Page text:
Last week, rushing floodwaters suddenly .tore down a canyon in the Indian state of Uttarakhand, leaving dozens dead or missing and destroying homes, bridges and two hydroelectric plants.

The emerging explanation, according to scientists studying satellite imagery and other data, seems to be some combination of a rock slide and avalanche on the high glacial peaks in the region, perhaps urged on by global warming.

But some villagers in the area suggest the tragedy could be linked to human activity of a different, more clandestine nature.

MORE FROM FORBESDeadly Floods In India Traced To A Crack High In The Himalayas

The locals told the Times of India that the flood waters and debris were accompanied by a pungent smell in the air. As a result, some drew connections to a notorious expedition to the summit of nearby Nanda Devi — the tallest peak contained completely within the borders of India — over half a century ago.

The basic story is that, in 1965, the US Central Intelligence Agency teamed up with Indian forces to install a nuclear-powered surveillance device on the top of the peak in order to keep tabs on China. The expedition ran into a snowstorm on the mountain and was forced to turn back, stashing the plutonium-powered device in a crevice where it could be recovered later.

However, the nuke is thought to have fallen down the mountain in a landslide and has never been seen since.

Now, villagers in the area worry that the long-lost device may be active and emanating enough heat to melt the tons of snow and ice above them.

“If the device is buried under the snow somewhere in the area and is radiating heat, then of course there would be more melting of snow and further avalanches,” Sangram Singh Rawat told TOI.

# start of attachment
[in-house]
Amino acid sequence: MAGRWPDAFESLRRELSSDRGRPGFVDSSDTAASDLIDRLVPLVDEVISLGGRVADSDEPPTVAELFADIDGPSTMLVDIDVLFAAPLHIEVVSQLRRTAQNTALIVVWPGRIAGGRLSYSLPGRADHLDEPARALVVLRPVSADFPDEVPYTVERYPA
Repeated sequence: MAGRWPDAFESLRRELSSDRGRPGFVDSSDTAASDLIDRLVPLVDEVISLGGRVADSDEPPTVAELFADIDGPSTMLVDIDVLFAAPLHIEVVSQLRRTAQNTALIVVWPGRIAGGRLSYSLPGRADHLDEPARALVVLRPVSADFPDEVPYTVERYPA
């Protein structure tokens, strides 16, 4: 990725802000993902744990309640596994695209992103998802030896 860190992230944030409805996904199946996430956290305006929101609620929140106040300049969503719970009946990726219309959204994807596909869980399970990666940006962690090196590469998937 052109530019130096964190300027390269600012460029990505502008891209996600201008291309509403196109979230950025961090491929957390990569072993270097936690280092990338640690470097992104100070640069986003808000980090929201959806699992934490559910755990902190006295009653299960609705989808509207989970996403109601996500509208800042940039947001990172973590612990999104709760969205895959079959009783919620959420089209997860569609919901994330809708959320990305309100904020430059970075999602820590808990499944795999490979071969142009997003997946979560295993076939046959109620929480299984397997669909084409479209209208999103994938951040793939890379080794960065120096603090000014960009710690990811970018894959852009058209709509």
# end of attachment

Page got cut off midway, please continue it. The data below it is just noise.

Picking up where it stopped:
However, the Indian leader of the expedition, well-known mountaineer Captain Mohan Singh Kohli, later told the Times of India the device was “very unlikely to emanate heat or blow itself up,” even if the case that secures it were to be breached, as it can not be activated on its own.

“The device is most likely trapped among the glaciers. Since it is immobile, it must be lying in a dormant state,” the veteran of the Indian Navy explained. “We spent three years trying to trace it. There is no way it can trigger any untoward incident as the instrument needs other components, too, to be fully operational.”

Meanwhile, authorities are now keep their eyes on a new lake that has formed since the floods, raising concerns that another outburst could again threaten those downstream in the same regions that were struck last week.

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